Malcolm – Production of free range eggs in the UK now represents about half of those sold and from looking at what is on sale in supermarkets: https://assets.publishing.service.gov.uk/government/uploads/system/uploads/attachment_data/file/704779/eggs-statsnotice-3may18b.pdf The growth in intensive production (see my reply to Duncan, above) suggests that there is likely to be a focus on meeting the current UK requirement for Lion branding, which is hardly impressive in my view.

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My figure came from Defra – see Figure 2. I forgot to put in a link: https://assets.publishing.service.gov.uk/government/uploads/system/uploads/attachment_data/file/704779/eggs-statsnotice-3may18b.pdf

I expect that the percentage of free range eggs sold (rather than used for catering, ready meals, etc) is higher because it has been a good selling point. Unfortunately standards are minimum standards and if we had access to information about how our food was produced at least some of us would be selective about what we bought.

One of the links provided by Katinka explains that effectively the standards have been reduced in Australia, but at least the stocking density appear to be accessible to the public.

Most standards are “minimum” meaning criteria that you must equal or exceed.

I don’t know how many people shopping for free range eggs would have a clue about what stocking density to accept. Many probably won’t know what a hectare is (2.471 acres, 10000m² – and I do not mean this to sound disparaging).

A standard that is accepted is what most concerned people will want to see met (in my view, anyway). So if the British Lion standard for free range eggs is a reasonable standard then the simple way is to buy eggs marked accordingly. Hopefully the standard will be policed. One of the major problems with standards fraud is if we do not have means to check against them – we need a proper Trading Standards to deal with that, and we haven’t. Back to reputable retailers.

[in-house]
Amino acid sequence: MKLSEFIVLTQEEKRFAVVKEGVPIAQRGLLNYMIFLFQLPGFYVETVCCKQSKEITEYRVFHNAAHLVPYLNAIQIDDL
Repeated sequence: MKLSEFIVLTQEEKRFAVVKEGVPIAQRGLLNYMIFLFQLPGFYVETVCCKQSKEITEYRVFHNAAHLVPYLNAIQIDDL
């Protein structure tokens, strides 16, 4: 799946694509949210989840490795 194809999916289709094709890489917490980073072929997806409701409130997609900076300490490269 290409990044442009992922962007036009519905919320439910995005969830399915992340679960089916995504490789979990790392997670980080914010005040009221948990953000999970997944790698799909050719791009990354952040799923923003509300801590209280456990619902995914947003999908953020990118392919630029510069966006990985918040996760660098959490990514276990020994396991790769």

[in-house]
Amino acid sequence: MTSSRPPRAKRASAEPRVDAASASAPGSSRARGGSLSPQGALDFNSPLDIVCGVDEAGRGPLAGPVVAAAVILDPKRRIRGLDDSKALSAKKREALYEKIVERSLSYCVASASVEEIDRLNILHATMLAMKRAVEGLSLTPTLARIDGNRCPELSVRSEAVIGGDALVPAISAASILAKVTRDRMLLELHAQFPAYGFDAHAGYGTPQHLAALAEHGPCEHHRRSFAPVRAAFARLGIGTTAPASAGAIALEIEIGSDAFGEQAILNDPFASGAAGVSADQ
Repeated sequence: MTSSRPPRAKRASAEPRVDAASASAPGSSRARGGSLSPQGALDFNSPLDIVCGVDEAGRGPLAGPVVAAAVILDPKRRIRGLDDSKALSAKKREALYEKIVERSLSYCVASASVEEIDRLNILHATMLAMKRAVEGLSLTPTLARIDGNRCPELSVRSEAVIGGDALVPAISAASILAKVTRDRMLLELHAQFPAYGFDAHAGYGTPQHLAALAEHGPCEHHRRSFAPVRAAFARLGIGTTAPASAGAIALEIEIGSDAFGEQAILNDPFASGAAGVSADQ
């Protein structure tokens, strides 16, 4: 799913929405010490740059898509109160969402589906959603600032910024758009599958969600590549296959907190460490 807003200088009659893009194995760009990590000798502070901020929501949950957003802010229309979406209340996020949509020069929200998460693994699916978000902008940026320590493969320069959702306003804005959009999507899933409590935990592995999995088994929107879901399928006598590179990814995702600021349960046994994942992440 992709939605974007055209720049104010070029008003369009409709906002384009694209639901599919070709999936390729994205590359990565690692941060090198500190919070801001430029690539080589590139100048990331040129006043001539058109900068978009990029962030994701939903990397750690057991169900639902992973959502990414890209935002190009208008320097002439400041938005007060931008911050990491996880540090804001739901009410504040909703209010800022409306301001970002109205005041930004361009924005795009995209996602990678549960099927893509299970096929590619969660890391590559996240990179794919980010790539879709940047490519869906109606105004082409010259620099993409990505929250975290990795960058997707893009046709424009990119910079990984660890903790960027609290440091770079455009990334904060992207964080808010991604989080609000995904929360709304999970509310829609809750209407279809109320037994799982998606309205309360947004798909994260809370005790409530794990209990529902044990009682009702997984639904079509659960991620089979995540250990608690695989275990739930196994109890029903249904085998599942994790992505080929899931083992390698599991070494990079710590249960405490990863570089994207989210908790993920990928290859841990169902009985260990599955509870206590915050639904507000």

If people are sufficiently concerned about animal welfare then buying free range eggs will be the choice over barn reared.

There is no need for the public to understand what a hectare is, though it is easy to find out. Most people are aware of intensive farming and the photos in the introduction provide a simple visual indication that no-one could fail to understand. Rather than waiting for Trading Standards to deal with problems, I think it is better to set standards based on our understanding of animal welfare and carry out independent assessment to endure that the law is being complied with.

The Lion code refers to stocking densities in the UK.

7.1 Free-range birds
Free-range flocks are when you let your flock range rather than keep them in a building.
You should
– :make sure that birds are protected from bad weather, predators and risks to their health
– make sure birds have access to a well-drained laying area all the time provide and manage vegetation, outdoor scratch, whole grain feeding, a fresh water supply and overhead cover
– make sure that feed, water and cover should are far enough away from the house to encourage birds to range
– You must make sure that your flock has continuous daytime access to open runs (mostly covered with vegetation). Runs should have a maximum stocking density of 2,500 birds per hectare.

Until I hear of compelling evidence to the contrary I’ll continue to buy free range eggs from a reputable retailer.

These are recommendations – a code of practice. I favour legislation. Several days ago I met a former butcher who whose more recent experience is environmental health and accreditation schemes in the meat industry. He is appalled by what goes on nowadays and the public knows nothing about.